Review #25: Tapestry, Carole King

Karla Clifton
2 min readJan 29, 2021

#25: Tapestry, Carole King

Picture: It’s 8 pm, I’ve been on the road since 5:30 am, and five hours ago road insanity began to set in. I’m so close to my destination now — only an hour or so.

I’m so tired.

Then the earth begins to move under my feet.

I know lots of people who love Carole King, but I was fairly unfamiliar with her. Note that she is the first female artist I’ve heard in about ten hours, the last one being Aretha Franklin at #13 (not counting Nico, who only features on three of the eleven songs on that album anyway). And what a relief it was! Carole King has the opposite of peanut butter mouth, and her lyrics are poetic, clear, and straightforward. After all the insanity I’d suffered through the past few hours, she was so welcome.


“I Feel The Earth Move” — I quickly learned that this would be one of those albums where I heard a handful of songs I’d always known but was never able to attribute to a particular person. That’s how you know it’s great.

“It’s Too Late” — Apparently Toni Stern wrote this about James Taylor. Neat!

“Beautiful” — Not my favorite, but I can recognize a masterpiece when I hear it. YOU GOT TO GET UP EVERY MORNING WITH A SMILE ON YOUR FACE.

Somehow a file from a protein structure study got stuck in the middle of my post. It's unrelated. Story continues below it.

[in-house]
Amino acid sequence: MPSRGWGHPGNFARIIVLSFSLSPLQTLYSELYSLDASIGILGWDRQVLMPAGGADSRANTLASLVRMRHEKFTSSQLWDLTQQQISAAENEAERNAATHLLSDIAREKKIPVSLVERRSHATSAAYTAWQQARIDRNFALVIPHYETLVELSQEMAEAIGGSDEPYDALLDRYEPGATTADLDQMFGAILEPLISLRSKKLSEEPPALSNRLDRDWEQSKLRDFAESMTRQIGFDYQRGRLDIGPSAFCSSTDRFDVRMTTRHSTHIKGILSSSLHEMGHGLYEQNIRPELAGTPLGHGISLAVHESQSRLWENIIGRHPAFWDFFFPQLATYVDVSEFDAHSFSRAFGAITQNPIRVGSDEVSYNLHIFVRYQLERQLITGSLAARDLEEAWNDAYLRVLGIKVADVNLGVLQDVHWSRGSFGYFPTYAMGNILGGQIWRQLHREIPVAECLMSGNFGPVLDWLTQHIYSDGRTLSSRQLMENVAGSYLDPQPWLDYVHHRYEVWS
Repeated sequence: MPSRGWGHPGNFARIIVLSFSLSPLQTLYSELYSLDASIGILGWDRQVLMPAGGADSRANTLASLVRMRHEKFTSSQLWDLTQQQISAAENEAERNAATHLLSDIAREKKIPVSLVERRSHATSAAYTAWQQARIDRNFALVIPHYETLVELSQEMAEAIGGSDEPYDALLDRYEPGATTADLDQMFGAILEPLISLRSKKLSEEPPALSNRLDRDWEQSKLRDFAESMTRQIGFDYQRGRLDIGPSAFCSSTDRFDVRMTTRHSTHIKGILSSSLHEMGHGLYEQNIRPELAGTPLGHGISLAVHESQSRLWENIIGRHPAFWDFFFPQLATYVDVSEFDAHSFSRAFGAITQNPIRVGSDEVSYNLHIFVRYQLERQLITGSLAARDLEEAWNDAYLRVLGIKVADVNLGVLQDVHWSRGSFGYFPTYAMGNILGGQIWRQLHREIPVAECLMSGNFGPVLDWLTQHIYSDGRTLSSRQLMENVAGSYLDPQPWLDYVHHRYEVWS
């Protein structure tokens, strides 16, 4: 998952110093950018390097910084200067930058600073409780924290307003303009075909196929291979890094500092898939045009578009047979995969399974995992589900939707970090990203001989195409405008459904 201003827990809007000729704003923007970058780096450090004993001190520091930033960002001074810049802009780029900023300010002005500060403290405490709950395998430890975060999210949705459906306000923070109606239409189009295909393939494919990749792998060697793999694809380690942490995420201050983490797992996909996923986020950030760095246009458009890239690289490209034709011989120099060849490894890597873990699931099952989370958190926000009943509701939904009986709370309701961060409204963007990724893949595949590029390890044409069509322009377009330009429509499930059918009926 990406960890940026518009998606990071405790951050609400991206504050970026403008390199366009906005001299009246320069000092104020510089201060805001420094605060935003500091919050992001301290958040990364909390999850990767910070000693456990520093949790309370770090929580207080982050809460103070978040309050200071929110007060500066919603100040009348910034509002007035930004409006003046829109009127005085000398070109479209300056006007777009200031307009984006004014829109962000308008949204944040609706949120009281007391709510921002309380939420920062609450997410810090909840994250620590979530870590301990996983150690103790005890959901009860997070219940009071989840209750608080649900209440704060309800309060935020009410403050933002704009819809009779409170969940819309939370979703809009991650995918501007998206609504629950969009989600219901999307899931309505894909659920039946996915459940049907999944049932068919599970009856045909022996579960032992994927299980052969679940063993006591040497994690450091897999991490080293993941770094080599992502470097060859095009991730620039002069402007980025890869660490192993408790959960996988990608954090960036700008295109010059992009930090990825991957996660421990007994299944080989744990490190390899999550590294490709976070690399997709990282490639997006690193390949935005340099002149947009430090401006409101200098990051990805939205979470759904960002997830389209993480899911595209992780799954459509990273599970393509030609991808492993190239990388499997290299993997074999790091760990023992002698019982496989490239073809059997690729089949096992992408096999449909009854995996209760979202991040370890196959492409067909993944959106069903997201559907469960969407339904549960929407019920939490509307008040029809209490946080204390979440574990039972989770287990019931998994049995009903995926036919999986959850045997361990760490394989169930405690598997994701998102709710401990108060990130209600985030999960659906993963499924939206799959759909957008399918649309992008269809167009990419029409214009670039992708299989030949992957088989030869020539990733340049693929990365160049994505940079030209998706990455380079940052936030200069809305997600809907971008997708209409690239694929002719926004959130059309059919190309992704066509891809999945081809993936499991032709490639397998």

“Way Over Yonder” — The background singers on this song kill it.

“You’ve Got A Friend” — Her voice is so powerful, on this one and all of these. The lyrics on this (and most Carole King songs) are so earnest and heartfelt, which isn’t usually my bag. Gosh, maybe Carole King is the friend I never knew I needed.

“Where You Lead” — It’s the Gilmore Girls’ theme song!!!

“(You Make Me Feel Like) A Natural Woman” — Another song that was stolen by Aretha (well, Aretha recorded it first, but Carole wrote it!), but this version is absolutely lovely. Her voice is so pretty.


“So Far Away” — Too slow.

“Will You Love Me Tomorrow?” — Too slow.

“Tapestry” — Very Joni Mitchell.


Nope. Carole King brought me real cheer in the darkness.

Review #24: Sgt. Pepper’s Lonely Hearts Club Band, The Beatles

Review #26: Horses, Patti Smith